Not only were there two big shows each summer, but there were two full weeks of social ice dancing followed by a ranking ice dance competition, which attracted the adult ice dancers from clubs all over the country and Canada. In the summer, the local kids were not forgotten and many of them, including myself, were able to be on the ice with skaters such as Dick Button, Eileen Seigh and Bill Grimditch. We were also able to skate in the group numbers in the two summer shows, one in July and the other over Labor Day weekend. Most of us club skaters could not afford lessons from the summer pros, but we did a fair amount of learning by hanging out near the bull pen on the side of the 1932 rink where, among others, Gus Lussi, Howard Nicholson and Walter Arian taught lessons. I learned to spin by watching Gus teach our national competitors. I also attended evening social ice dance classes and found myself a partner who was then at my level, John Ladue from Plattsburgh.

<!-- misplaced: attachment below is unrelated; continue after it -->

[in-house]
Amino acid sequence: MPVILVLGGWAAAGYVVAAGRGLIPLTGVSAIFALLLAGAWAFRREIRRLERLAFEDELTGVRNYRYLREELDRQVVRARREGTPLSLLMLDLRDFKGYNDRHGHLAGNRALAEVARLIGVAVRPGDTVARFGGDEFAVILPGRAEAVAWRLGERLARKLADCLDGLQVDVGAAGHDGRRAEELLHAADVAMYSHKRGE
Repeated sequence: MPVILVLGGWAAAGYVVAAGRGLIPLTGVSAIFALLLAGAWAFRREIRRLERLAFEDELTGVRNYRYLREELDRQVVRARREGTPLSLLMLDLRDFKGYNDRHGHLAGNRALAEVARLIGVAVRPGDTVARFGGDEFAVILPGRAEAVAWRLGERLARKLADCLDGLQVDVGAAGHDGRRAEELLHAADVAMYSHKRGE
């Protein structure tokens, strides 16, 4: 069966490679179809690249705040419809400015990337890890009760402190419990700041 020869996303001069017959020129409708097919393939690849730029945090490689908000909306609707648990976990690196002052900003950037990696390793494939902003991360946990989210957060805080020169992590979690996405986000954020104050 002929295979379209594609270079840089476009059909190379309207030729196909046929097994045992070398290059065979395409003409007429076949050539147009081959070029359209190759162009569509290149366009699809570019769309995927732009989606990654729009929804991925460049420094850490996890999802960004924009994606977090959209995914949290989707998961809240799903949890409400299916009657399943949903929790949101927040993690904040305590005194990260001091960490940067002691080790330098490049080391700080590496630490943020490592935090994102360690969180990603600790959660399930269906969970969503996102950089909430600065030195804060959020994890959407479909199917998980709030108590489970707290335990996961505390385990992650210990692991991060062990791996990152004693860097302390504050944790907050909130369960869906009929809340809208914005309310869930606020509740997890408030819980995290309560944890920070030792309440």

When the Garren family left Lake Placid in 1949 for Troy, bobsledder Stanley Benham became the arena manager. In the 1950s, one of our club senior ladies was Phyllis Krinovitz, (Feinberg) of Saranac Lake, who was club Senior Ladies Champion in 1952. Another headliner during this period was Aldrina Lebel, who not only did figure skating but was a speed skater and, along with her brothers Leo and Kenny, was a champion barrel jumper.
Almost all ice shows during the early years featured comedy routines. Ted Cave was a nationally recognized comedian on ice, who moved to Lake Placid in the 1940s and never left town. Before coming to Lake Placid, Ted was a popular entertainer in professional ice shows. For more than 20 years he performed for the Skating Club of Lake Placid and supported his family here by running his own disposal service.